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Shadow Hearts From the New World Original Soundtrack :: Review by Dave

Shadow Hearts From the New World Original Soundtrack Album Title: Shadow Hearts From the New World Original Soundtrack
Record Label: Team Entertainment
Catalog No.: KDSD-00078/9
Release Date: August 24, 2005
Purchase: Buy at CDJapan


Yoshitaka Hirota used to be a Square employee who specialised in the sound effects department, and, with experience from games like Final Fantasy VI and Chrono Trigger behind him, he soon decided to set out on a compositional journey as a freelance artist in 1999. Alas, he arrived upon the scene of the Shadow Hearts Original Soundtrack plus 1 in 2001 to compose an impressive gem whose epic qualities were only really noted upon its re-release in 2005. Hirota certainly gained a lot of popularity thanks to his efforts on this album, and so he was called back to compose for the Shadow Hearts II Original Soundtrack in 2004. Indeed, with such recognition in the game music world being received by the Shadow Hearts series, it was only natural that the games would become increasingly popular, too. Many fans found themselves buying the games solely to experience the soundtracks, which in most peoples eyes were amongst the most diverse scores to date.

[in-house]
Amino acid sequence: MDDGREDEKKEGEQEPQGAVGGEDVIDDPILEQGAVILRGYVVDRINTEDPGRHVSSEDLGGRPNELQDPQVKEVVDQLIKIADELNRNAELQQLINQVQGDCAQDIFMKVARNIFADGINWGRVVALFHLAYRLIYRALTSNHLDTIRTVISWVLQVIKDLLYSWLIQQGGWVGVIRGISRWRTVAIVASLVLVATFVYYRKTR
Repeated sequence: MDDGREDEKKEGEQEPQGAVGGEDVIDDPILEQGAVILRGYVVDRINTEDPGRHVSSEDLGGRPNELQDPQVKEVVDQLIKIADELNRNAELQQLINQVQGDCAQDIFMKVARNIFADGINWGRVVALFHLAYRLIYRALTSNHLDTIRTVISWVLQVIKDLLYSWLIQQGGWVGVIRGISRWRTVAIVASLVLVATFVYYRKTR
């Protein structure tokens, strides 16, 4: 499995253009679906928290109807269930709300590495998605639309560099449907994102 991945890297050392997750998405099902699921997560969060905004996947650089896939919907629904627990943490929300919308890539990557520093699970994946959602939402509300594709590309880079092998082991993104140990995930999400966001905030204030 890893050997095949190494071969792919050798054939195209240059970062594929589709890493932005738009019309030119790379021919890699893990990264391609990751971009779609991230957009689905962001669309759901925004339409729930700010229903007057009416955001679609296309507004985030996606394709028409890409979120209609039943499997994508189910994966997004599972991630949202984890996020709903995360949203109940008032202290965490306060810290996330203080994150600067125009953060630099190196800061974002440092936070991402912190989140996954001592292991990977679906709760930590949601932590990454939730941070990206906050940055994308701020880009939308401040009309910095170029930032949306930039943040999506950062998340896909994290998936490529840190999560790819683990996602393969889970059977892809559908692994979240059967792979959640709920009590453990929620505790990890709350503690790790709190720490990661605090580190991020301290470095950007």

Shadow Hearts II or Shadow Hearts: Covenant proved to be an excellent sequel to the first game, with its interesting gameplay and inspirational storyline sweeping the world. The soundtrack for the game was one of its best parts as it managed to mix so many styles and feelings that it became an invigorating experience. With Hirota being assisted on each of the scores, Aruze Corp decided that it was now the right time for him to now play an even wider part, composing some even more diverse tracks than he had on any prior albums. So, through ditching Yasunori Mitsuda and Kenji Ito, and introducing Tomoko Imoto and Ryo Fukuda, up came the marvellous epic known as the Shadow Hearts From the New World Original Soundtrack. There is seemingly no decrease in variety with this soundtrack, but an increase in passion instead. Only recently released in August 2005, this album will be greeted by many as perhaps the greatest Shadow Hearts scores to date.


The album starts off with a typically awe-inspiring Hirota track. With a dominance of female vocals, a heavy guitar bass, and an invigorating violin line, "From The New World" turns out to be an inspirational composition. Soon to follow is an ICARO theme; ICARO themes are a signature track of the Shadow Hearts series, and "Et Unam -Chant Of ICARO-" proves to be no different in style to the others. This track enhances the soundtrack with its presence, and with this being the best ICARO arrangement to date, one can't help but feel that this album is going to be wonderful. Once again, it is the interweaving female vocal chanting that gives the track its edge, and with the singers doing the majority of the work, it's clear that melodic emphasis will grow to become a major feature of the album. The album begins to give intensify with the ominous "Ala of Sacrum" before the introduction of the main battle theme, "Dead Fingers Talk". On the whole, the opening tracks on the album are profound, leaving us in anticipation for the rest of the album.